WWII Vet Who Provided Flag for Iconic Iwo Jima Photo Dies


Alan Wood, a World War II veteran credited with providing the flag in the famous flag-raising on Iwo Jima, has died of natural causes, according to the Associated Press. He was 90.

After five days of fighting to capture the Japanese-held island in 1945, U.S. forces had managed to scale Mount Suribachi to hoist an American flag. Pima Indian Ira Hayes from Gila River was one of the Marines who raised the flag.

According to the AP, Wood happened to have a 37-square-foot flag he had found months before in a Pearl Harbor Navy depot. The flag-raising was captured by AP photographer Joe Rosenthal and has become one of the most iconic war images in history.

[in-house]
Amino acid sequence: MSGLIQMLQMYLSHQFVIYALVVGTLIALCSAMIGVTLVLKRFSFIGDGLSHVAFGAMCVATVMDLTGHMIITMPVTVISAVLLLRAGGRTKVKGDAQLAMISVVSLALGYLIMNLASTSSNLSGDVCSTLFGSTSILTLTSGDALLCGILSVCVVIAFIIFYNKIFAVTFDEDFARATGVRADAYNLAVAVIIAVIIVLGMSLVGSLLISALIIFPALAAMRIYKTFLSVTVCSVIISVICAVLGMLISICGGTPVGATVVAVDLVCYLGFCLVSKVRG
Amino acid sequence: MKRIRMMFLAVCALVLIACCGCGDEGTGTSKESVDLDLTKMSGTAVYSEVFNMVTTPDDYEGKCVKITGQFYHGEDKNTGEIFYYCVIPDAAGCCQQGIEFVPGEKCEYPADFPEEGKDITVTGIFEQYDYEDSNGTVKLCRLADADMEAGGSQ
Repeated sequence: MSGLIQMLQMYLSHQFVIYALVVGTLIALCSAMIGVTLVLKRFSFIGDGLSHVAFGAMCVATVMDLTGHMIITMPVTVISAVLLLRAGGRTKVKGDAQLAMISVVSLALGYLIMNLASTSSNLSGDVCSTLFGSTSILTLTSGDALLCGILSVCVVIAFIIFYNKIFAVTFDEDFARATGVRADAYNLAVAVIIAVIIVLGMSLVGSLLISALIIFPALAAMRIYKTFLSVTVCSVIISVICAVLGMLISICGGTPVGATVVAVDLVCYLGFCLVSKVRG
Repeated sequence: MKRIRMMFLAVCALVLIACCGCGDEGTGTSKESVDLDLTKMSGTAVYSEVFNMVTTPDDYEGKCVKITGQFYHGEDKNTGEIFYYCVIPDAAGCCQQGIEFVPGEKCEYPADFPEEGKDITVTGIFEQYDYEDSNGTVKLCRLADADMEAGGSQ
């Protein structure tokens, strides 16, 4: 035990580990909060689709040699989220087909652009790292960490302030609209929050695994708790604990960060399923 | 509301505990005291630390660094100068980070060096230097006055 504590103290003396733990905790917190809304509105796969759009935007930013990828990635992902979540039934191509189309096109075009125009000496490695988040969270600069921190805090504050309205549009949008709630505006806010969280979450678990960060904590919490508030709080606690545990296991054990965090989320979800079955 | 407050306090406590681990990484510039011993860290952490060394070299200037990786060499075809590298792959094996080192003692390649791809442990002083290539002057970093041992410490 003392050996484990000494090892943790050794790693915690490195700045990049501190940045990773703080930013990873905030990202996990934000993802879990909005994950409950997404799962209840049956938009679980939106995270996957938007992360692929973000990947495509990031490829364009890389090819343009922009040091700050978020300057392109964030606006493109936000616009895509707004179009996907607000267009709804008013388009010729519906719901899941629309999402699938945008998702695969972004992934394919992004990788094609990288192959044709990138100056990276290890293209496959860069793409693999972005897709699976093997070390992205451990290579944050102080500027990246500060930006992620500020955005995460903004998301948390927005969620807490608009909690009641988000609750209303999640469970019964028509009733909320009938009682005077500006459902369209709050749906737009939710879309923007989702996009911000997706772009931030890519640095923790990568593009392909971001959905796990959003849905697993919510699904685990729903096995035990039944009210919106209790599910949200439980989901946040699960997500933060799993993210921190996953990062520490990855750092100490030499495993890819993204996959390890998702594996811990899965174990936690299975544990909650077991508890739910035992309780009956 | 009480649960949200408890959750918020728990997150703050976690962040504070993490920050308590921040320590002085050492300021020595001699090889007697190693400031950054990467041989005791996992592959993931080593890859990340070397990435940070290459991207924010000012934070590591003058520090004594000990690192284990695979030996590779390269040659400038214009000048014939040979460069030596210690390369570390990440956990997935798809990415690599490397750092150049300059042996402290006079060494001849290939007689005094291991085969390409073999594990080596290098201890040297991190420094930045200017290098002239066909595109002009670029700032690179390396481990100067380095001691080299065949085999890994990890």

In a 1945 letter to a Marine general who asked for details about the flag, Wood wrote: "The fact that there were men among us who were able to face a situation like Iwo where human life is so cheap, is something to make humble those of us who were so very fortunate not to be called upon to endure such hell."

Related stories:

Ira Hayes, an American hero

Photo Gallery: Iconic Iwo Jima Flag-Raising Monument, Depicting Pima Indian Marine Ira H. Hayes, Is on the Auction Block

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Jack McNeel's picture
Jack McNeel
Submitted by Jack McNeel on
We shouldn't forget that this was not the first U.S. flag raised on Iwo Jima that day but rather a larger replacement for the original flag and that an 18-year-old Salish tribal member, Louis "Chuck" Charlo was instrumental and present when that initial flag was raised. He was to die a week later by gunfire while trying to save a wounded comrade.